Location: Warmwater Aquaculture Research UnitTitle: A non-lethal means to identify spermiating D&B strain of blue catfish, Ictalurus furcatus
Submitted to: Aquaculture North America
Publication Type: Trade Journal
Publication Acceptance Date: 1/28/2016
Publication Date: 3/15/2016
Citation: Chatakondi, N.G., Davis, K.B., Peterson, B.C. 2016. A non-lethal means to identify spermiating D&B strain of blue catfish, Ictalurus furcatus. Aquaculture North America. 7(2):6-7.
Interpretive Summary: US farm-raised catfish industry is leaning towards raising hybrid catfish in ponds. Blue catfish, the male parent of the hybrid catfish is sparingly improved due to lack of domestication and late puberty. It is often difficult to identify higher sperm producing blue catfish without sacrificing the fish. Five independent physio-morphometric factors of 142 individual blue catfish mature males were measured to predict estimated sperm production by forward step-wise regression analyses. Of the five criteria, subjective stage of gonadal maturity of blue catfish described in the study predict estimated sperm production in blue catfish. This criteria is simple, cheap and timely to estimate sperm production in blue catfish under farm conditions.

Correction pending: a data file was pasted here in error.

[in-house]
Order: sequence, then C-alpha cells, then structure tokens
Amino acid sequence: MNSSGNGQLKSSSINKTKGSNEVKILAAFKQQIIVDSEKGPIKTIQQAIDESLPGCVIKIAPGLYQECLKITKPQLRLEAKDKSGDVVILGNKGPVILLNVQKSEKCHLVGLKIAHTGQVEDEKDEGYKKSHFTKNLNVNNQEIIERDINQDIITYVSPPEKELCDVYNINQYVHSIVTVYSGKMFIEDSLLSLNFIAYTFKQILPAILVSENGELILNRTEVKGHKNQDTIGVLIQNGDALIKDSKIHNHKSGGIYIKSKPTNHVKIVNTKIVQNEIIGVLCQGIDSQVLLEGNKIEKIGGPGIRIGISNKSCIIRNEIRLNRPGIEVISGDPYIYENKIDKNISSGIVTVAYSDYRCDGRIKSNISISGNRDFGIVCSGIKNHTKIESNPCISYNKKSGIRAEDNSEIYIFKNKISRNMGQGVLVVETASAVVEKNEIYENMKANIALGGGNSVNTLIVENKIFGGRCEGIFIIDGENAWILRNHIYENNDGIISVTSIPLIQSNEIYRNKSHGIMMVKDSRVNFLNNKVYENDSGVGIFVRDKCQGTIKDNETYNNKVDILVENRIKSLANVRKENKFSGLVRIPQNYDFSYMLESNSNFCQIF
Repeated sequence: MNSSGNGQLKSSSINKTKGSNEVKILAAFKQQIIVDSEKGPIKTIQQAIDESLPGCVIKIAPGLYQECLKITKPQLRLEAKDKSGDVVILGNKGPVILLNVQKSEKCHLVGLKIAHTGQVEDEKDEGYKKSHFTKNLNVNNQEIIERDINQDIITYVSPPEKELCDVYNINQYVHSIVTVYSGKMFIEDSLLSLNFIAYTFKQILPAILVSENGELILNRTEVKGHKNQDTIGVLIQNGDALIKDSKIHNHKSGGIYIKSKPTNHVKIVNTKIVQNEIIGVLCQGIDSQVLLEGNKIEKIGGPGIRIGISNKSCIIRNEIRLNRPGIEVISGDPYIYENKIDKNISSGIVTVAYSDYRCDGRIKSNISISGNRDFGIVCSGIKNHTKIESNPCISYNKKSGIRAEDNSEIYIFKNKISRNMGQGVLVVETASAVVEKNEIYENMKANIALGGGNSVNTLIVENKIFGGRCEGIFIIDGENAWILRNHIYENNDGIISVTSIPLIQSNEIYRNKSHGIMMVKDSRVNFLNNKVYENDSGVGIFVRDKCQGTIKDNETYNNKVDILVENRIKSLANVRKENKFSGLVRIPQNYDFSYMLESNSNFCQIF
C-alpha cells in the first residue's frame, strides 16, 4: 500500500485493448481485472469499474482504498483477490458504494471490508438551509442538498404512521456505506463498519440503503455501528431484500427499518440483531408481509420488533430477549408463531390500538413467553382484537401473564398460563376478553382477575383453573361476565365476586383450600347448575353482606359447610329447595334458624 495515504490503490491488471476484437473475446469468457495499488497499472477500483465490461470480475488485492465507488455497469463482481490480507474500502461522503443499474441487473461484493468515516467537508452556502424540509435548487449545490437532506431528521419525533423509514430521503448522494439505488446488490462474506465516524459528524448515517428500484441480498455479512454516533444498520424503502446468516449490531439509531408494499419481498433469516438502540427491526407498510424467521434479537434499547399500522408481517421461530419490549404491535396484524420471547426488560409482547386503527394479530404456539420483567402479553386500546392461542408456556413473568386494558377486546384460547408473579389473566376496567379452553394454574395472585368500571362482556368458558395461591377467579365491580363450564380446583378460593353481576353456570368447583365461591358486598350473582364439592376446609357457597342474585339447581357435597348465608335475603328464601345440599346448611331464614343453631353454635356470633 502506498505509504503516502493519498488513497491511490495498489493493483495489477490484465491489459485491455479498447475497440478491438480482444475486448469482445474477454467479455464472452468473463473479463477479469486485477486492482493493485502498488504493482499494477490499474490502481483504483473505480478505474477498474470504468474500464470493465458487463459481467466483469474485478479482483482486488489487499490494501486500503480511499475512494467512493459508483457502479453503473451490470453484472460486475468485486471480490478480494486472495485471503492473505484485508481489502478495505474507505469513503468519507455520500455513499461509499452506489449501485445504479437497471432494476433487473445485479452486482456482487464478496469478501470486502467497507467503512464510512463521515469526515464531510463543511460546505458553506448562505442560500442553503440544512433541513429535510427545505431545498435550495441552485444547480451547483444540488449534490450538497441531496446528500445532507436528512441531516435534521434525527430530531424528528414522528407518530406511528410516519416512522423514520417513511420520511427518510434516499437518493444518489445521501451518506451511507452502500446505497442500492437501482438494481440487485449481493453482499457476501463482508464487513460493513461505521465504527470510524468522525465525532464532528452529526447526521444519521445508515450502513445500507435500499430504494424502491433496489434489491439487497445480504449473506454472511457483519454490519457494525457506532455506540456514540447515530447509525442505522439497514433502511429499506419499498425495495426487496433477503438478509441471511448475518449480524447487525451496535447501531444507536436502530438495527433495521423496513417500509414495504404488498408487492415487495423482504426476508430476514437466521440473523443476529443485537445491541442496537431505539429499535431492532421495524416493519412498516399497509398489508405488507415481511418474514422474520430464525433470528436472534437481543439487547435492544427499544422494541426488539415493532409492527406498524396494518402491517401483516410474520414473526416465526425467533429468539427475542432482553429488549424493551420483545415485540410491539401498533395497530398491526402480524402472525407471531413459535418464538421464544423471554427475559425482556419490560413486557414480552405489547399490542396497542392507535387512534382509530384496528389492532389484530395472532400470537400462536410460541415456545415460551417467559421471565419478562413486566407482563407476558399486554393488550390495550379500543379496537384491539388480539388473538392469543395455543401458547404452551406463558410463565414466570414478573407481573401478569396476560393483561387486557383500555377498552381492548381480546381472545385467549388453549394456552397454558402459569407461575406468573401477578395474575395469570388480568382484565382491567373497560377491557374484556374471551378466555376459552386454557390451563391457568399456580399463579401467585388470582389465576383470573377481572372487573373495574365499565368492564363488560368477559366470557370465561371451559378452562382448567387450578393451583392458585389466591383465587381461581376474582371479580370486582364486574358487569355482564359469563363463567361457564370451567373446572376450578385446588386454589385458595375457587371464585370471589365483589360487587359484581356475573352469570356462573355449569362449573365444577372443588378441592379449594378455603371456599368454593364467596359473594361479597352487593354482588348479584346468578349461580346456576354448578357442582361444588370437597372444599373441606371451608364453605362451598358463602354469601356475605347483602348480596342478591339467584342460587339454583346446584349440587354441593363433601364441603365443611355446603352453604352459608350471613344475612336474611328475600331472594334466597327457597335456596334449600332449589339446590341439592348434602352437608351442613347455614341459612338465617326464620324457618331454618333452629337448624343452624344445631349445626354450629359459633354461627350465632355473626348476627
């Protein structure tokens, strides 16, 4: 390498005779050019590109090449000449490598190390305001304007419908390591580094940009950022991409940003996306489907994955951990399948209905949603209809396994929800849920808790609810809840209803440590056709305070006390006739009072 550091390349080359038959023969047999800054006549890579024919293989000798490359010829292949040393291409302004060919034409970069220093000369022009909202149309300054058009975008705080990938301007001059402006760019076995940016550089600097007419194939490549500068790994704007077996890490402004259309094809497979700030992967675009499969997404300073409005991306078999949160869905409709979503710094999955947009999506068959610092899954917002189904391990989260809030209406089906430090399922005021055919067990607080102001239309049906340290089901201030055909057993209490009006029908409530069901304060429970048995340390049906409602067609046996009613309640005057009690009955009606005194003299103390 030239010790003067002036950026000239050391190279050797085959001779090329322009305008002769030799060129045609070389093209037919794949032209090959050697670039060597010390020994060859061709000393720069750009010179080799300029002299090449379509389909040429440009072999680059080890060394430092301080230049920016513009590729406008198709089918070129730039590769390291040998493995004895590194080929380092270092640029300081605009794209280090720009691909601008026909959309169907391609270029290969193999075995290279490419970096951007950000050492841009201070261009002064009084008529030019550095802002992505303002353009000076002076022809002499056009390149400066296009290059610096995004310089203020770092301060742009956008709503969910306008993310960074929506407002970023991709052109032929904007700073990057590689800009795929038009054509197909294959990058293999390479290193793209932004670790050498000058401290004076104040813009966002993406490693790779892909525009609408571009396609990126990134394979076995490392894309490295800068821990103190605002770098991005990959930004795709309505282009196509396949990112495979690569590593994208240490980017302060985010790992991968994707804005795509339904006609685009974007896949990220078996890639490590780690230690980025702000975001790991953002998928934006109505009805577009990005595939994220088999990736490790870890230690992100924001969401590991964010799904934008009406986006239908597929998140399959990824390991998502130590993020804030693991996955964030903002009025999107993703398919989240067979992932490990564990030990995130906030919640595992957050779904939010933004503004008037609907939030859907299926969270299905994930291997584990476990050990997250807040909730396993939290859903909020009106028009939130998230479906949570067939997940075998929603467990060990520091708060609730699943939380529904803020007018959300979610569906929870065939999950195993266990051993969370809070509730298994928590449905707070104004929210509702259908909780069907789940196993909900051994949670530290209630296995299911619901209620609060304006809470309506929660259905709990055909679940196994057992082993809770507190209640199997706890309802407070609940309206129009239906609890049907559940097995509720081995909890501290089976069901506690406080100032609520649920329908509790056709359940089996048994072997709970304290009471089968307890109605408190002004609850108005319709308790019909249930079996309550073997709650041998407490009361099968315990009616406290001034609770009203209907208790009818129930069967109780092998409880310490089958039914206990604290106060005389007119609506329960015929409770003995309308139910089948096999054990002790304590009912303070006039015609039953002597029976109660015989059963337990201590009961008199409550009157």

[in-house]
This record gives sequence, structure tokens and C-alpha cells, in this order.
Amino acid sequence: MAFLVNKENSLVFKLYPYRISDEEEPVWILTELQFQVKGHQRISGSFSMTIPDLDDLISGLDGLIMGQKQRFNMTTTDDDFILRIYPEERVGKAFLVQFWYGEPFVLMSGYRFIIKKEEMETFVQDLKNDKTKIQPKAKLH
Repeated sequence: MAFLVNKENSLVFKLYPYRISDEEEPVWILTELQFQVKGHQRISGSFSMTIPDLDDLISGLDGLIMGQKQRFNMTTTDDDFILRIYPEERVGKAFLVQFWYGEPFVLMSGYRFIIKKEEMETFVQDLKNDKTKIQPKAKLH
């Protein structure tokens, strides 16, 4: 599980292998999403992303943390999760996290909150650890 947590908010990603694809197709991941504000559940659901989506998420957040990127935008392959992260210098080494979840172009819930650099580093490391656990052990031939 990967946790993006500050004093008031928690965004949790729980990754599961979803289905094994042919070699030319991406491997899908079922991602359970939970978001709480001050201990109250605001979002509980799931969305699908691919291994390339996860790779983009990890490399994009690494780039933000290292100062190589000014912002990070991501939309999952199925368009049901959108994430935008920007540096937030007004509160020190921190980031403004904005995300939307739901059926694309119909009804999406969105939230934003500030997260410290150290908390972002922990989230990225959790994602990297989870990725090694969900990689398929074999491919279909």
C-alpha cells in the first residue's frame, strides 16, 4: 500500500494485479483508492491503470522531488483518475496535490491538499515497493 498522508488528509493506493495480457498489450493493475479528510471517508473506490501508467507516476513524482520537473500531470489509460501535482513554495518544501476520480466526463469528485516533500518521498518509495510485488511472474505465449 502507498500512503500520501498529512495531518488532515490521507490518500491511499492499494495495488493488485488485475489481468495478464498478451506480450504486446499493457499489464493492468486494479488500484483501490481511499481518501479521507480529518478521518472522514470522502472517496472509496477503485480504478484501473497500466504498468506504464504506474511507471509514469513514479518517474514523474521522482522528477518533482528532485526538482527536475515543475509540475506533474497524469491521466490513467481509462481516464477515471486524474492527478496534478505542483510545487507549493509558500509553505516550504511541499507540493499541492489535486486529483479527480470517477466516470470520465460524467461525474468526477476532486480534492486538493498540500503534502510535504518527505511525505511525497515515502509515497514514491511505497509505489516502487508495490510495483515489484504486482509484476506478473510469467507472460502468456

Technical Abstract: US farm-raised catfish production was 334 million pounds in 2013, the first annual increase documented in a decade. This positive development is due to the increased adoption of channel x blue hybrid catfish in the industry. Research and development efforts to improve the genetics of channel catfish, husbandry, develop effective ovulating hormones, stress reduction protocols and improved hatching conditions has substantially increased the production efficiency of hybrid catfish. Heterotic effects of hybridization made it possible for hybrid catfish to perform better than the parental species, tolerate stressors and common diseases resulting in higher survival and production levels. Despite these improvements in hybrid catfish fry production, blue catfish – the male parent of the hybrid catfish has been sparingly improved due to lack of domestication and late puberty. The testes of blue catfish are elongated villiform lobes and hence sperm cannot be expressed from a live blue catfish. Sexually mature male blue catfish (5 years old) have to be sacrificed, testes removed to prepare sperm solution and quantified to estimate sperm production. The goal of the study was to identify higher sperm producing blue catfish that will likely lead to improve the efficiency of hybrid catfish fry production in hatcheries.